Native American Research Part 3: Indian Boarding Schools: Children Forcibly Removed from their Homes

Native American genealogical research, consulting, and presentations on the topic are a major interest and part of my business. For some of my Native American individual, tribal, and law firm clients, I have spent time investigating records related to Indian boarding schools. This involved the reading of letters from parents to the school begging for their children to return home. I saw letters from the school personnel telling of the actions of children as young as 5 and 6 and how they were punished. I saw notifications of the death of a young child in the school infirmary. Alone, no mother or father present, and a sudden burial at the school. Many of the school burials are in unmarked graves. I would estimate that 95% of what I read was painful. The schools were designed to change these children to become mainstream Americans, aka whites. Hair was cut, traditional clothing was tossed away, English was the only language allowed, and other cultural changes were forced on them. Some of the relatively older children were sent out to become farm workers or housekeepers, generally without parental knowledge.

Here’s an overview for my home state of Minnesota.

Students may not have attended a school in their own state but were sent several states away. Many tribes are represented in the records of an individual school no matter where it was located.

 Records do not still exist for every government or religious school boarding school that was attended by Native American children. Some children attended a day school or the area’s public school and some records do exist in connection with those. The items detailed below show a bit about some of those boarding schools that did exist, some records, and a few ways to find more.

  • Oahe at Augustana University, Center for Western Studies, Sioux Falls, South Dakota. Oahe Industrial school, Hughes County, South Dakota. 1878, 6 folders. Account book, school register, financial records, student records, student work, and printed material.

  •*&setLimit=1&recCount=50&searchType=1& Holy Child Indian School, Harbor Springs, Michigan. Yale Collection of Western Americana, Beinecke Rare Book and Manuscript Library Records at Yale University. Includes 2 manuscript notebooks with enrollment records of the Holy Child Indian School in Harbor Springs, Michigan, 1887-1893. There is also a manuscript notebook with examination records of students, 1887-1894. Matters recorded include student names, communicant names, ages, home villages, dates of entrance, attendance, and grades.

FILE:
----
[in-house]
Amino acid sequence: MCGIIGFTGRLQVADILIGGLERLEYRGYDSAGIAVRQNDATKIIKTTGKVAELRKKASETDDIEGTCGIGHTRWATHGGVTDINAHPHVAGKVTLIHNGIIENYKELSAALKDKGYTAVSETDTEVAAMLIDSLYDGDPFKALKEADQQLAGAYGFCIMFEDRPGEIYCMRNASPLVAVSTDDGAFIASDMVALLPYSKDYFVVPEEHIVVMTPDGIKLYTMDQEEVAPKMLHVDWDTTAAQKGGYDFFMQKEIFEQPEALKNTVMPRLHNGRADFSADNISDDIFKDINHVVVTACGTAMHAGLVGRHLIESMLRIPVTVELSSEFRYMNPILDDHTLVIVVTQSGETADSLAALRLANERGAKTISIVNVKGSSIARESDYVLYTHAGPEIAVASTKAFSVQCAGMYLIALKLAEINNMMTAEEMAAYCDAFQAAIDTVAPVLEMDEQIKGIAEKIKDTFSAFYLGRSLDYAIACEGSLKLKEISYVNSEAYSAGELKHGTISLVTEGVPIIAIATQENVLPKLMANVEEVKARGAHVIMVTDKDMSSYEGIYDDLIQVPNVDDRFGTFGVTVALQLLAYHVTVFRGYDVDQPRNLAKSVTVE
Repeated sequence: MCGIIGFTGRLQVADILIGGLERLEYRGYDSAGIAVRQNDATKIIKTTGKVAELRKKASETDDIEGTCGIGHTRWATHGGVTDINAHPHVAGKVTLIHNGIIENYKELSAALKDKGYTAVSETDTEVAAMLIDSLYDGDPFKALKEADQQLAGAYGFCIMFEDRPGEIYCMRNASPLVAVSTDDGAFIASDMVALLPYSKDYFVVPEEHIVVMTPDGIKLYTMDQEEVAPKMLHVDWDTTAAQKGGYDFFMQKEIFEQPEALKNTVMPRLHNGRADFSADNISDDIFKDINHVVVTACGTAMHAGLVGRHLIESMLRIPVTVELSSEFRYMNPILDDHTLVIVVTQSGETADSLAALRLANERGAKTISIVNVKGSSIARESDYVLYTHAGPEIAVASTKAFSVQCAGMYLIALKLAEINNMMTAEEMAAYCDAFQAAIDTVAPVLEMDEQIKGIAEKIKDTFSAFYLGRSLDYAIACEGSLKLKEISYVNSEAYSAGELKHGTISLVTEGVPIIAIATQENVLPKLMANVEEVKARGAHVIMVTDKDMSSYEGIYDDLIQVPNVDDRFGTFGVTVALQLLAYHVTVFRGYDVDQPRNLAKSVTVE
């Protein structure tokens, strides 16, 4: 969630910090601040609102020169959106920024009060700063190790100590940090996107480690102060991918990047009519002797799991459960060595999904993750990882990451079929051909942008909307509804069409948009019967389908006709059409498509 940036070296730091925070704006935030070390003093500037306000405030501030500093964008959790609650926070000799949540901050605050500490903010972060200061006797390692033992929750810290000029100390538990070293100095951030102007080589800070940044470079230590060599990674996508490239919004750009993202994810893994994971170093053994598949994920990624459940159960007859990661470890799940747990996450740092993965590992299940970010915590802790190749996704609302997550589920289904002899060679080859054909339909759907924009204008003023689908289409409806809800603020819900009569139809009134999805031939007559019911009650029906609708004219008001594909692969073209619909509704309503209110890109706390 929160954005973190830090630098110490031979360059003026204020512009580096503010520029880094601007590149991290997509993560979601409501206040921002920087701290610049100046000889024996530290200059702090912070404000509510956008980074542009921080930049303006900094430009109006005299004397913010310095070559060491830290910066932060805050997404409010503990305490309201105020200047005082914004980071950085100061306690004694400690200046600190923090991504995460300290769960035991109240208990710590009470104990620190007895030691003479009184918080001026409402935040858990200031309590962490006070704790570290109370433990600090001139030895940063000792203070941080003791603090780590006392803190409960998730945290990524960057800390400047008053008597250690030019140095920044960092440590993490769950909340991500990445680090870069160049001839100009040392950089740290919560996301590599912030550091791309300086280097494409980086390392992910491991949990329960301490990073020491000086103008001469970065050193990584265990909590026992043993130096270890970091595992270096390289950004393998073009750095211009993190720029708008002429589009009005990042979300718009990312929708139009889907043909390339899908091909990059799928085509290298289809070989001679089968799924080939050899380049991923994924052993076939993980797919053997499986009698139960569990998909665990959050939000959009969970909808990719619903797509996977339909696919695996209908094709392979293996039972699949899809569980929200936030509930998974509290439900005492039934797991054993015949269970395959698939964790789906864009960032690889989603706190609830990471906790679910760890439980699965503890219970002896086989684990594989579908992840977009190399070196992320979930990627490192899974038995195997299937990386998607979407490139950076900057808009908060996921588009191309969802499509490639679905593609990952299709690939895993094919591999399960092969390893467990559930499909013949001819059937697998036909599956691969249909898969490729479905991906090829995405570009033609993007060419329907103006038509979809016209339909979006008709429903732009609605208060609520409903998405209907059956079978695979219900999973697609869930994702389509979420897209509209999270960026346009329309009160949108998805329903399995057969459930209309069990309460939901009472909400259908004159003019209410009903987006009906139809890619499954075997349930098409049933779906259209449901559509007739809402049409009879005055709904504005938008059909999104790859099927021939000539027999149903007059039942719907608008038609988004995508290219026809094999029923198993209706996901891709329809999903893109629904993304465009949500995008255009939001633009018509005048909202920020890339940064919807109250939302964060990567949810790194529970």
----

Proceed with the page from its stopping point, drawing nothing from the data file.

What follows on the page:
• The U.S. National Archives (NARA) website is a gold mine of finding aids, record descriptions, and articles related to government run (Bureau of Indian Affairs) boarding schools. I did a search on the main page search box for “Indian boarding school” with the quotes and received 69 hits. The next search was for Indian “boarding school” with the word Indian outside of the quotes and received 28,041 hits. That’s the tip of the proverbial iceberg because within other records found in Record Group 75 (Bureau of Indian Affairs) school records, correspondence, lists, and more can be found. NARA has a list of the BIA schools

  • Many of the records of the schools held at the regional locations of NARA have been filmed and now digitized by FamilySearch. Not all those once filmed are available online. A couple examples from
  • The Library of Congress has some records, but mainly photographs related to schools and students. Check state historical, archives, and libraries for records and photographs. Many diaries, journals, personal papers, and notebooks of the schoolteachers, superintendents, physicians, and missionaries can be found in libraries, archives, and historical societies often contain names and other details.

  • Check WorldCat and ArchiveGrid for more on such material, published books, and other items. Searches on these often provide links to the institutions that hold the material. This includes many state-level historical societies and archives.

© 2021, Paula Stuart-Warren. All rights reserved.

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3 comments on “Native American Research Part 3: Indian Boarding Schools: Children Forcibly Removed from their Homes

  1. There is a wonderful movie that was made about this very subject called “Older than America”. It was filmed near Cloquet and stars Bradley Cooper. The film is based on a Native American women’s recollection of her boarding school during this period. It is very thought provoking and I encourage everyone to look for it, it will give you a better understanding of the horrors that took place. When the film was being made, the local tribes were initially very skeptical, but once they realized it was being told from their point of view, they all rallied and wanted to be involved. They appear in one of the last scenes of the film.

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